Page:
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Sunday, 31 December 2017 11:37

First Lady urges women to go for cancer screening

Written by  Kondwani Magombo
The First Lady poses for a group photo with some of the lady civil servants - Pic by Francis Mphweya The First Lady poses for a group photo with some of the lady civil servants - Pic by Francis Mphweya

MANGOCHI, December 29, 2017: First Lady Madame Professor Gertrude Mutharika has urged women in the country to go for cervical cancer screening to avoid death that follows when the disease is detected at an advanced stage.

Madame Mutharika made the call on Friday at Chikoko Bay State Lodge in Mangochi where she treated hundreds of women to a luncheon

The women were mainly civil servants, party followers and Zokonda Amai members from the eastern region districts of Zomba, Mangochi, Machinga, Balaka and Ntcheu.

Madame Mutharika said the occasion was deliberately organized to sensitize women on the dangers of cervical cancer and to also give them an opportunity to go for screening at readily available clinics that were mounted at the site.

“The Organization of African First Ladies (OAFLA) found it very necessary to organize this event to give us women an opportunity to go for cervical cancer screening so that as we get into 2018, we should all be aware of our status,” the First Lady said.

“Cervical Cancer is curable only when it is detected at an early stage. But beyond that, it is incurable. It is, therefore, important for women to have an early screening to avoid death that would leave children and dependents helpless and hopeless,” she said.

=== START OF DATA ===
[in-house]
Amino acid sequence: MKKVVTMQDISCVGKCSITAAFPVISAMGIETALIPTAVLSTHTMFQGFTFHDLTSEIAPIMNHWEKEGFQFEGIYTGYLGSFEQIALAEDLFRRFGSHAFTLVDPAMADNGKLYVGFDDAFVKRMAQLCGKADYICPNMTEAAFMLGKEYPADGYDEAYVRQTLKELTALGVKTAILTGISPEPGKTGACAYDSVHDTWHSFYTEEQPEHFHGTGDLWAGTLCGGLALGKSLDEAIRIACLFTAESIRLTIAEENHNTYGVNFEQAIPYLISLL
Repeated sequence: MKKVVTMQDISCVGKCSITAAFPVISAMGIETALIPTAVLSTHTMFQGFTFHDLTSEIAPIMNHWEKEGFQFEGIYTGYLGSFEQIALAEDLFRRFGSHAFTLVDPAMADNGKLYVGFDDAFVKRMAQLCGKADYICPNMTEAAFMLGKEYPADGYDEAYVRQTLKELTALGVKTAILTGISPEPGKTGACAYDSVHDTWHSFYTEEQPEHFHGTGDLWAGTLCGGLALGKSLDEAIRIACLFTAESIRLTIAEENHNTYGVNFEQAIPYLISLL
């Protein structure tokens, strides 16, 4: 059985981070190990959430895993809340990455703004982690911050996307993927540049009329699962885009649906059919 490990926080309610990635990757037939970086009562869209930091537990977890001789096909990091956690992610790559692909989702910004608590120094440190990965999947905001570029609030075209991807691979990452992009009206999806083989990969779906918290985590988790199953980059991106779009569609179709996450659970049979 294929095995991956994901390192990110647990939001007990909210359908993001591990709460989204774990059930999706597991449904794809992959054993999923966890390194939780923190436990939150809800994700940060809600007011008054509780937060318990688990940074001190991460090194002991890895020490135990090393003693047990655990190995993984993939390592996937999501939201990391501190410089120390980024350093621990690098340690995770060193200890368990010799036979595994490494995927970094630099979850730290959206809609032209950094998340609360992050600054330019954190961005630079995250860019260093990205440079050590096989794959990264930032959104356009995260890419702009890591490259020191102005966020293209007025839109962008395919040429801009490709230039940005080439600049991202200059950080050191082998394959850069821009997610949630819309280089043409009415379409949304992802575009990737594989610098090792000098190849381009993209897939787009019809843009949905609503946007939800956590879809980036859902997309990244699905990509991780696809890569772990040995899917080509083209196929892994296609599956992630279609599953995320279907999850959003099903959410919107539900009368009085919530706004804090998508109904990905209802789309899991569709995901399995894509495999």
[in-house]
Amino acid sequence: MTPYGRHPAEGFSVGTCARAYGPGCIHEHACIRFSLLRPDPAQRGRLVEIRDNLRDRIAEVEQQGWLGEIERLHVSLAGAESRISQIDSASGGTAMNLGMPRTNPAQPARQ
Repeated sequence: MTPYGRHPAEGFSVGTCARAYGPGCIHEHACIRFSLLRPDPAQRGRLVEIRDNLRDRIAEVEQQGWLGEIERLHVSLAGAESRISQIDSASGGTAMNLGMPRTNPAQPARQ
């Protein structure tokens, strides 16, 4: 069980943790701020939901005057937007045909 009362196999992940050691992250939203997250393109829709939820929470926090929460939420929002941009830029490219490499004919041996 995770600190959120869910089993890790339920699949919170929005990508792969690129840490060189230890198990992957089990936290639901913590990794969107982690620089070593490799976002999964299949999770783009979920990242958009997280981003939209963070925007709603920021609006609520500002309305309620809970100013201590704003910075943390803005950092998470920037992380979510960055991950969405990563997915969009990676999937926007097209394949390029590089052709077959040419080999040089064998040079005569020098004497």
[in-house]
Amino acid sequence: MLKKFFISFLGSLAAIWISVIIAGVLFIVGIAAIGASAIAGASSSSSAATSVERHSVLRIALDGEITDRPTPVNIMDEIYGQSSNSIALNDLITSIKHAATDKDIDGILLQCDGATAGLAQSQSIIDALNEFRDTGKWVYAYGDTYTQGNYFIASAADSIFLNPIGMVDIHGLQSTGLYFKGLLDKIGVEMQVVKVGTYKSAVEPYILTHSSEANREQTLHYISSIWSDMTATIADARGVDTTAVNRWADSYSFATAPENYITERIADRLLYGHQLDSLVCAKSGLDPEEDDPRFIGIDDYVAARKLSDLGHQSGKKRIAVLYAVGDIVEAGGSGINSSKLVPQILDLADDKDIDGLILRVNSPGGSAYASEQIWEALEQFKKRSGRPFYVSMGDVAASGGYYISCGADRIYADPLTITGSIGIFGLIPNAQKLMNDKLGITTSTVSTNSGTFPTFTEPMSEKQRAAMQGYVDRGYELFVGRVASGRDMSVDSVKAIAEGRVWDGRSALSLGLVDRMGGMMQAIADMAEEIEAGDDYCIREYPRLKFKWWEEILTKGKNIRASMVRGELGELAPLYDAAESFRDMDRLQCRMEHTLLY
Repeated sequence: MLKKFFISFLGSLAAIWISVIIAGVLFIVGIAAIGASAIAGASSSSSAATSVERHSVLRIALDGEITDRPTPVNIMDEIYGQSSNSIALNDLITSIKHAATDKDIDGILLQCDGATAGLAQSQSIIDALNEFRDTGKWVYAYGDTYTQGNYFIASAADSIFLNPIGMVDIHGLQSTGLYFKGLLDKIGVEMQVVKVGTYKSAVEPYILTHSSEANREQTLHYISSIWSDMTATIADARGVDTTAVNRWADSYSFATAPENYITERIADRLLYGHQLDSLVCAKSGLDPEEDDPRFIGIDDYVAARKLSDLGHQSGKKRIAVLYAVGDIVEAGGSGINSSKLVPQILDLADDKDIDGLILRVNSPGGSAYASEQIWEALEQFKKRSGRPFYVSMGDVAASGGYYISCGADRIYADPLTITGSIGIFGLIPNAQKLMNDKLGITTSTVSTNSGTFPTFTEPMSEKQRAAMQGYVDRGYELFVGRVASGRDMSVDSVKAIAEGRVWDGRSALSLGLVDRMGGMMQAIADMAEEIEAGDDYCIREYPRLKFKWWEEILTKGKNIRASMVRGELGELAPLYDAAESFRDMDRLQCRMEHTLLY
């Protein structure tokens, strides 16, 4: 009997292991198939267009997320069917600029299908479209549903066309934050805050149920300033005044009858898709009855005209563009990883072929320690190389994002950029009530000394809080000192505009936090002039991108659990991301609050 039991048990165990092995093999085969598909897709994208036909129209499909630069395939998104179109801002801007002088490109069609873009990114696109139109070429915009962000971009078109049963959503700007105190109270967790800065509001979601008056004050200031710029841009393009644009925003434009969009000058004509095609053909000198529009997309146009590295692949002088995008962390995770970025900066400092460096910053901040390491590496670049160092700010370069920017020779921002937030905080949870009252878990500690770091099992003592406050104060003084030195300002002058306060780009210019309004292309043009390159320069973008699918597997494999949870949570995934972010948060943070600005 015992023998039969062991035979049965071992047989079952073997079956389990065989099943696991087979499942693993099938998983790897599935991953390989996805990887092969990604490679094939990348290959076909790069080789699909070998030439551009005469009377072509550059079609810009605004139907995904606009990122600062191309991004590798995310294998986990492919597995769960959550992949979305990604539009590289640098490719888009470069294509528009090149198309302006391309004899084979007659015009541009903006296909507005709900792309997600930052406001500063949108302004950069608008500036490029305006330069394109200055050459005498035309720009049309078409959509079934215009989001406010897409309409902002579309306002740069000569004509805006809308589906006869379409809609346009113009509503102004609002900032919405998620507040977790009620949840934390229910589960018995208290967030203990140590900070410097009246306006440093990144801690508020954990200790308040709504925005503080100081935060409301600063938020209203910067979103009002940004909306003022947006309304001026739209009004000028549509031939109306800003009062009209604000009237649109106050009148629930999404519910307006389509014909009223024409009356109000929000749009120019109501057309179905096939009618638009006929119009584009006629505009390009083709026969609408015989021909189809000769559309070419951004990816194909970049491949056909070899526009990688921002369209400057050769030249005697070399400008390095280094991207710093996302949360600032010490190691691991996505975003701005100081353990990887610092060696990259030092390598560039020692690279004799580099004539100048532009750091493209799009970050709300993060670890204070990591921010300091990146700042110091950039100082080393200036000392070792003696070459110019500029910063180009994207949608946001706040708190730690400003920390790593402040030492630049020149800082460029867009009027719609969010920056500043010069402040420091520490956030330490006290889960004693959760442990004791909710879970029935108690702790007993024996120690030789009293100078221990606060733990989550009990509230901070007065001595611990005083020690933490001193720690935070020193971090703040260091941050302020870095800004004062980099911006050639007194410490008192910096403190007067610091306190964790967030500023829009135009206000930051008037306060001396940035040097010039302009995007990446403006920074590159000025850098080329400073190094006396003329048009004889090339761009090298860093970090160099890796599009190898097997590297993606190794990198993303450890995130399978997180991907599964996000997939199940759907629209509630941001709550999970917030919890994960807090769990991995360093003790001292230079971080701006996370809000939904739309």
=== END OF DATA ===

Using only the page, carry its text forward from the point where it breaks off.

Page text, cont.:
The First Lady, who is also Chairperson for OAFLA, said it always touched her heart when she traveled to various meetings to hear Malawi being ranked among the few countries in the world with the highest number of women suffering from cervical cancer.

Madame Mutharika also cleared fears that most women have about cervical cancer screening process saying the examination, thermal coagulation involve use of ice-cold tools and that the process was less painful.

Before the First Lady’s key note address, women were taken through cervical cancer presentation before given a chance to ask questions on the disease.

Director of Reproductive Health Services, Dr. Fanny Kachale and other medical experts responded to the answers that some of the asked.

The women were later treated to a three-course meal and thereafter, they took turns to the dancing floor, one district after the other, before posing for group photographs with the First Lady.